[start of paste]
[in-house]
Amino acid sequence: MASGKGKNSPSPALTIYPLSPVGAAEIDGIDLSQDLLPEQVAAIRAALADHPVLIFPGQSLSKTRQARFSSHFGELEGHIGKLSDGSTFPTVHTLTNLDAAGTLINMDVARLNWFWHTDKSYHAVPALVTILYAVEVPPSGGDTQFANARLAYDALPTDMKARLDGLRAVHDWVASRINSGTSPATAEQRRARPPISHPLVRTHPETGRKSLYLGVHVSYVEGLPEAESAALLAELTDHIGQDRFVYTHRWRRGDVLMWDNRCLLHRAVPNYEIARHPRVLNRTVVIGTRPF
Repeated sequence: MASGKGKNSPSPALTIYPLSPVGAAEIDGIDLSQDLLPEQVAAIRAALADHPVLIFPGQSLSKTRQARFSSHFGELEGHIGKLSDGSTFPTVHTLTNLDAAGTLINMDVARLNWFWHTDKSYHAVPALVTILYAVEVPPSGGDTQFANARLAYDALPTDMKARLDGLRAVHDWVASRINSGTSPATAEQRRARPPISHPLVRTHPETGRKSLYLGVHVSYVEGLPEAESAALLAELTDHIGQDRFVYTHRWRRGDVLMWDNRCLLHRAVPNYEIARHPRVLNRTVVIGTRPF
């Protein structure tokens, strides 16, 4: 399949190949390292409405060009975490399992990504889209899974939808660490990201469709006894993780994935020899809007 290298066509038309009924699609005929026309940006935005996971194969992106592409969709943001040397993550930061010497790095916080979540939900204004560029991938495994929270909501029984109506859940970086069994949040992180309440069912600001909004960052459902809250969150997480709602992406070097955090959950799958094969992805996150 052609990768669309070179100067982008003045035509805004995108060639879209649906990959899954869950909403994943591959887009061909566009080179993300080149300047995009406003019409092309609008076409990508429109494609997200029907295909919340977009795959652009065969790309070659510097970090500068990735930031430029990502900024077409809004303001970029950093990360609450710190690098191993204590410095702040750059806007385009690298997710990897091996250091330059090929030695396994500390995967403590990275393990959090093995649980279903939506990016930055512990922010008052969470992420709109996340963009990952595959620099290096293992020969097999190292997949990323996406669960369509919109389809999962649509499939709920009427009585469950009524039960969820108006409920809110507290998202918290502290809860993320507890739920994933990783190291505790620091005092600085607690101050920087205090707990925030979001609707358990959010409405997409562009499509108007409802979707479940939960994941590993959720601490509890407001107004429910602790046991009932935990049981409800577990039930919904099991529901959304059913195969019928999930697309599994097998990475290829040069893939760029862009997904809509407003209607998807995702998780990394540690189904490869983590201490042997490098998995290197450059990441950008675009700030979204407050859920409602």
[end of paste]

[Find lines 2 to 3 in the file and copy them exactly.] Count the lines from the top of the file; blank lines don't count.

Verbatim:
Amino acid sequence: MASGKGKNSPSPALTIYPLSPVGAAEIDGIDLSQDLLPEQVAAIRAALADHPVLIFPGQSLSKTRQARFSSHFGELEGHIGKLSDGSTFPTVHTLTNLDAAGTLINMDVARLNWFWHTDKSYHAVPALVTILYAVEVPPSGGDTQFANARLAYDALPTDMKARLDGLRAVHDWVASRINSGTSPATAEQRRARPPISHPLVRTHPETGRKSLYLGVHVSYVEGLPEAESAALLAELTDHIGQDRFVYTHRWRRGDVLMWDNRCLLHRAVPNYEIARHPRVLNRTVVIGTRPF
Repeated sequence: MASGKGKNSPSPALTIYPLSPVGAAEIDGIDLSQDLLPEQVAAIRAALADHPVLIFPGQSLSKTRQARFSSHFGELEGHIGKLSDGSTFPTVHTLTNLDAAGTLINMDVARLNWFWHTDKSYHAVPALVTILYAVEVPPSGGDTQFANARLAYDALPTDMKARLDGLRAVHDWVASRINSGTSPATAEQRRARPPISHPLVRTHPETGRKSLYLGVHVSYVEGLPEAESAALLAELTDHIGQDRFVYTHRWRRGDVLMWDNRCLLHRAVPNYEIARHPRVLNRTVVIGTRPF